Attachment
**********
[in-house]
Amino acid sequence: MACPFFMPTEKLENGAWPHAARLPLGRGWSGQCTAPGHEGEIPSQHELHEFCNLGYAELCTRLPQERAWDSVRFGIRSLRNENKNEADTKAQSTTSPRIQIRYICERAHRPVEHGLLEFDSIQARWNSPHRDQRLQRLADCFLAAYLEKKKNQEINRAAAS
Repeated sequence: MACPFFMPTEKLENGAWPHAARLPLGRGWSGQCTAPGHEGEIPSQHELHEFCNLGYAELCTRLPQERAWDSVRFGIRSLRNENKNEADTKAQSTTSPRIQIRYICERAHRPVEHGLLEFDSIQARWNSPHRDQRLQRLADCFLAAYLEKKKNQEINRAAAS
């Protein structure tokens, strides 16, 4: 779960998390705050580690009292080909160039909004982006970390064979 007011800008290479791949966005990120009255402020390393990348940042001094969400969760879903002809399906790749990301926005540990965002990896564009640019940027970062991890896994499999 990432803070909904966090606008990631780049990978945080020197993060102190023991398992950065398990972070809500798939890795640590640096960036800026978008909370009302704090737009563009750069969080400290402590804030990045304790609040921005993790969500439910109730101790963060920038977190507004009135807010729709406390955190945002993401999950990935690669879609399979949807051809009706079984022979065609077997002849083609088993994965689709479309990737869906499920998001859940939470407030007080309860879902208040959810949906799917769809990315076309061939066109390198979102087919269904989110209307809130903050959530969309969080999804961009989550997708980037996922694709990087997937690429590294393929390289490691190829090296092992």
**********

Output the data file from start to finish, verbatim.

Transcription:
[in-house]
Amino acid sequence: MACPFFMPTEKLENGAWPHAARLPLGRGWSGQCTAPGHEGEIPSQHELHEFCNLGYAELCTRLPQERAWDSVRFGIRSLRNENKNEADTKAQSTTSPRIQIRYICERAHRPVEHGLLEFDSIQARWNSPHRDQRLQRLADCFLAAYLEKKKNQEINRAAAS
Repeated sequence: MACPFFMPTEKLENGAWPHAARLPLGRGWSGQCTAPGHEGEIPSQHELHEFCNLGYAELCTRLPQERAWDSVRFGIRSLRNENKNEADTKAQSTTSPRIQIRYICERAHRPVEHGLLEFDSIQARWNSPHRDQRLQRLADCFLAAYLEKKKNQEINRAAAS
């Protein structure tokens, strides 16, 4: 779960998390705050580690009292080909160039909004982006970390064979 007011800008290479791949966005990120009255402020390393990348940042001094969400969760879903002809399906790749990301926005540990965002990896564009640019940027970062991890896994499999 990432803070909904966090606008990631780049990978945080020197993060102190023991398992950065398990972070809500798939890795640590640096960036800026978008909370009302704090737009563009750069969080400290402590804030990045304790609040921005993790969500439910109730101790963060920038977190507004009135807010729709406390955190945002993401999950990935690669879609399979949807051809009706079984022979065609077997002849083609088993994965689709479309990737869906499920998001859940939470407030007080309860879902208040959810949906799917769809990315076309061939066109390198979102087919269904989110209307809130903050959530969309969080999804961009989550997708980037996922694709990087997937690429590294393929390289490691190829090296092992």